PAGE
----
A Burning Question About Kennedy-Care

By now it is no secret that Senator Ted Kennedy is dead.  The TV Guide Network is already planning to cancel the rest of their Michael Jackson programing and replace it with Ted Kennedy specials and interviews for the rest of the year.  Sen. Robert Byrd’s aides asked him if he wanted the Senate to rename their healthcare bill the Kennedy Health Bill, and reports are that Senator Byrd smiled and  nodded.  One dissenting former aide suggested it was just gas.

So as we prepare to turn this trillion dollar government healthcare takeover into the Official Kennedy Memorial, I have one question that continues to nag at me.

Certainly we need to fix our healthcare system.  The World Health Organization ranked 36 countries as better than the US when it comes to healthcare.  Among those were Columbia, Morocco, Costa Rica, Oman, Monaco, Singapore, Andorra, and San Marino.  Actually, I always thought Andorra was the name of one of the planets on Star Trek (the one with the blue guys with white hair and antennae).  No, apparently it’s the fourth best nation in the world when it comes to healthcare.

Then there are better known, more obvious countries like 1. France, 2. Italy, 14. Greece, 18. United Kingdom, 33. Chile, etc.  I’ve been to each of these countries.  Greece doesn’t even have a satellite over it (as we discovered when we got 5 miles out of the center of Athens with our GPS).  Chile is where I went to an orphanage full of children whose parents could not afford to feed them anymore.  And the United Kingdom is where recently 4,000 women gave birth in lifts, offices and water closets (toilets) due to lack of beds.  Number one France seems to be doing pretty well, except for the high costs which are shutting down hospitals and causing a doctor exodus.  But according to the World Health Organization we are worse than these nations.  And the WHO is part of the UN, so their information has to be accurate.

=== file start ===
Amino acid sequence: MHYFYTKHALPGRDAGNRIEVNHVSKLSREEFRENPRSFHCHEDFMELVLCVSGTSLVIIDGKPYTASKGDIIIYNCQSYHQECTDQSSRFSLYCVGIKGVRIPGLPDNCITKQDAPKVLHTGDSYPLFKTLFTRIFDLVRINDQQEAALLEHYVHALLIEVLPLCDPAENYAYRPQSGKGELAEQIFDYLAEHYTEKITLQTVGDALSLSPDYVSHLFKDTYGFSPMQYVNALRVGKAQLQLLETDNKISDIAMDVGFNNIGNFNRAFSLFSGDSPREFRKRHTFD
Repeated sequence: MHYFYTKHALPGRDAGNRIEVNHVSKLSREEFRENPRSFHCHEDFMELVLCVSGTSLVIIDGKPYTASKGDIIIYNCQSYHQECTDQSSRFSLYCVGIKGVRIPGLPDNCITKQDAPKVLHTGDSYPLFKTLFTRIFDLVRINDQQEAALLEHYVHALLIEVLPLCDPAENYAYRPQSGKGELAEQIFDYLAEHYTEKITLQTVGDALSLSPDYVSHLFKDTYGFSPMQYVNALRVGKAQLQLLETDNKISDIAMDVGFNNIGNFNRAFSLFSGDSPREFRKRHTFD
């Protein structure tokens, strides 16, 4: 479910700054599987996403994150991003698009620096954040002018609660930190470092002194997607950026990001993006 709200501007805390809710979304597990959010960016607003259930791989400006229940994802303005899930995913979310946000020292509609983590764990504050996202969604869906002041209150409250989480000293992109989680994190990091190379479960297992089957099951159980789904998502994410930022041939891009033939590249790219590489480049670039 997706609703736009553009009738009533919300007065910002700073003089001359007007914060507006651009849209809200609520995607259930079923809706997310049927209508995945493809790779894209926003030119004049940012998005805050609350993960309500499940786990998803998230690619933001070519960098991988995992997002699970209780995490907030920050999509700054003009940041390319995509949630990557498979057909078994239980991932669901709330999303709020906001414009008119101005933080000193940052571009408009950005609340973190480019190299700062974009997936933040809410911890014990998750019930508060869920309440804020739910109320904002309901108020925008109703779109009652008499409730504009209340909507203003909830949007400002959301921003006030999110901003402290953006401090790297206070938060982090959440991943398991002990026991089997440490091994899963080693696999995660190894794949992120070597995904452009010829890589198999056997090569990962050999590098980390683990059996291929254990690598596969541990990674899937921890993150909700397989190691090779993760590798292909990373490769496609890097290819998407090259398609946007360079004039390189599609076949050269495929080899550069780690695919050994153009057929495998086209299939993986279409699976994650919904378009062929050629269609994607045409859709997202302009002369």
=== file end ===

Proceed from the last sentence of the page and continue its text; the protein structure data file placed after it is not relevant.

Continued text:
So this leaves me with my burning question:  Ted Kennedy’s 2007 net worth was estimated to be more than $100 million.  Kennedy could have gone anywhere in the world for treatment, yet he chose to be treated at Massachusetts General Hospital in Boston.  Why on earth would Ted Kennedy, who is going to have a bill named after him to make our healthcare more like number one France, choose to be treated in the 37th best healthcare country in the world?

Perhaps someone sat down with him and convinced him that his best days were behind him and he shouldn’t burden his family with the travel costs.  Perhaps he didn’t want to have surgery in the elevator and recovery in a window stall in the W.C.

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